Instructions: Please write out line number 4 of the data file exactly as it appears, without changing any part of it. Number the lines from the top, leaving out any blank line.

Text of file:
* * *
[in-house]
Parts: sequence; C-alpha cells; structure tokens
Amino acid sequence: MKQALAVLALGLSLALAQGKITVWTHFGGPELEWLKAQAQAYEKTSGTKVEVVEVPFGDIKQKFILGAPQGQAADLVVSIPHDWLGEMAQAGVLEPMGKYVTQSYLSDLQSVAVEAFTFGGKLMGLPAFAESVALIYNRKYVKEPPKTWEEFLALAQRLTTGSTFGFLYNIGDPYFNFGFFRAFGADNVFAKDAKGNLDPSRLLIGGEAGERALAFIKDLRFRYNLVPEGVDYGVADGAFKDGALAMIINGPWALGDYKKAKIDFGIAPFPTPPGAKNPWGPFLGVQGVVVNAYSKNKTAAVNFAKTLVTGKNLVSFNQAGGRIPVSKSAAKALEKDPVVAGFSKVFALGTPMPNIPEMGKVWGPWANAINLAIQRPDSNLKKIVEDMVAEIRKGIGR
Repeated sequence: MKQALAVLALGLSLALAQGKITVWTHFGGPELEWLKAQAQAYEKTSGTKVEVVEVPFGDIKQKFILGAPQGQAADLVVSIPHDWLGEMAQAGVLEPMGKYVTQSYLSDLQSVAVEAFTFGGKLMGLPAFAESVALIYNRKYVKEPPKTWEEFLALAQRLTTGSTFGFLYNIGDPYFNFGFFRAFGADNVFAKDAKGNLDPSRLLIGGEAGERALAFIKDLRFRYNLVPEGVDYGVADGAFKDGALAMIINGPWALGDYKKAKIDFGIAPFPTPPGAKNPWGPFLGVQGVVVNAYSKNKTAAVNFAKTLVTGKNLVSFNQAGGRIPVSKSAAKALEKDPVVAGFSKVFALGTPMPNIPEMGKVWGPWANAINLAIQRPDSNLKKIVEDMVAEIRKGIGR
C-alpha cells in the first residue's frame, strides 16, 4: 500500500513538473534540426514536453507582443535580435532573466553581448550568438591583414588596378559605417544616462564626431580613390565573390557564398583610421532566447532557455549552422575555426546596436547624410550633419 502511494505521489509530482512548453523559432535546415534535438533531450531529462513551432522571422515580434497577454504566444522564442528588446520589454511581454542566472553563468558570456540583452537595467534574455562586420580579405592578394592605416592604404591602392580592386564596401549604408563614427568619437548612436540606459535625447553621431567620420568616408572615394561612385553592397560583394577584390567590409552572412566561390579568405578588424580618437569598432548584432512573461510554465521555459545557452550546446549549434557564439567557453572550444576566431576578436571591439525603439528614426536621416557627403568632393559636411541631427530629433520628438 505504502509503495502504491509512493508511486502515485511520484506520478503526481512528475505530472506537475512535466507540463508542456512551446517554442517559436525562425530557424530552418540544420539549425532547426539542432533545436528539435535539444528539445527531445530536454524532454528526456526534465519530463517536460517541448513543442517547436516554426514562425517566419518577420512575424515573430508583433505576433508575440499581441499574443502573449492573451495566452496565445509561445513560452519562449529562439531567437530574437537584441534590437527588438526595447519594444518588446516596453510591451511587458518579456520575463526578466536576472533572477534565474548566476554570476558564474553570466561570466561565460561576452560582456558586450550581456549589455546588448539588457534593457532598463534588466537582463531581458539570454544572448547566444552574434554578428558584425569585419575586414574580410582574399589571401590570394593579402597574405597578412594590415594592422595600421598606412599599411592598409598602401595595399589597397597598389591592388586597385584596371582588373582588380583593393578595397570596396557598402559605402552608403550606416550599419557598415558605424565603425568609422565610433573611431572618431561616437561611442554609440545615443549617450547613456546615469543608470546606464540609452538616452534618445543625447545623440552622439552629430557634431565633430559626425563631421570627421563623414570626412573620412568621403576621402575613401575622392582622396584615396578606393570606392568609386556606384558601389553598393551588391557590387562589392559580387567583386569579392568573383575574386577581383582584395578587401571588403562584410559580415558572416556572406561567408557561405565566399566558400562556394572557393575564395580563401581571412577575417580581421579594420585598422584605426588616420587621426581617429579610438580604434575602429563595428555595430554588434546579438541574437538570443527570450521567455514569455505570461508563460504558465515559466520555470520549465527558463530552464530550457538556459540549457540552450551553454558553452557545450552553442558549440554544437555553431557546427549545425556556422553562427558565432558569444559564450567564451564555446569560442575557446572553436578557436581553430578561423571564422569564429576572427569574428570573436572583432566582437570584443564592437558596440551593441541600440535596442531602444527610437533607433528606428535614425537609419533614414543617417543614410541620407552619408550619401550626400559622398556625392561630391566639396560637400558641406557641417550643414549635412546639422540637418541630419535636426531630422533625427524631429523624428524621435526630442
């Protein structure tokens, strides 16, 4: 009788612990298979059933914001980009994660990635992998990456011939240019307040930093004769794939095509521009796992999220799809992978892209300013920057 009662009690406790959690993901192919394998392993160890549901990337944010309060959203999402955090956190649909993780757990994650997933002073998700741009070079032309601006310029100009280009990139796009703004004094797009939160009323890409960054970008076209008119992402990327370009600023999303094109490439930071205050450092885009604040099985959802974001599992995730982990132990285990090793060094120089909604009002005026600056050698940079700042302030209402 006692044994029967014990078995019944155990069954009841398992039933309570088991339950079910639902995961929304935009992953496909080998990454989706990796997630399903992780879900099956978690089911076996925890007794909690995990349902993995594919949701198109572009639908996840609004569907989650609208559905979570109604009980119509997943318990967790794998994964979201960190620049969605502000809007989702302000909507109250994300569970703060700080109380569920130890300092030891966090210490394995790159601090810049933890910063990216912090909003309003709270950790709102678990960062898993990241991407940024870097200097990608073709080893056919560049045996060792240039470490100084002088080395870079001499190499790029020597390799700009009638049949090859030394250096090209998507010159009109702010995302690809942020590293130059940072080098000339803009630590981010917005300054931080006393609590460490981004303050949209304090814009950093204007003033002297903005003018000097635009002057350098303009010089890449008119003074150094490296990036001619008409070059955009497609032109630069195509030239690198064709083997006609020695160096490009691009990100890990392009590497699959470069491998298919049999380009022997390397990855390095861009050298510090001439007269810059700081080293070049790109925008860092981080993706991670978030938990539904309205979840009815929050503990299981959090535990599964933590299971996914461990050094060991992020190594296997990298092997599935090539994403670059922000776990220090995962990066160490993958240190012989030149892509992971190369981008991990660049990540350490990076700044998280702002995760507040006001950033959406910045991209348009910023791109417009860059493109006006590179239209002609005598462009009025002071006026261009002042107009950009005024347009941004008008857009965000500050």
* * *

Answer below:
Repeated sequence: MKQALAVLALGLSLALAQGKITVWTHFGGPELEWLKAQAQAYEKTSGTKVEVVEVPFGDIKQKFILGAPQGQAADLVVSIPHDWLGEMAQAGVLEPMGKYVTQSYLSDLQSVAVEAFTFGGKLMGLPAFAESVALIYNRKYVKEPPKTWEEFLALAQRLTTGSTFGFLYNIGDPYFNFGFFRAFGADNVFAKDAKGNLDPSRLLIGGEAGERALAFIKDLRFRYNLVPEGVDYGVADGAFKDGALAMIINGPWALGDYKKAKIDFGIAPFPTPPGAKNPWGPFLGVQGVVVNAYSKNKTAAVNFAKTLVTGKNLVSFNQAGGRIPVSKSAAKALEKDPVVAGFSKVFALGTPMPNIPEMGKVWGPWANAINLAIQRPDSNLKKIVEDMVAEIRKGIGR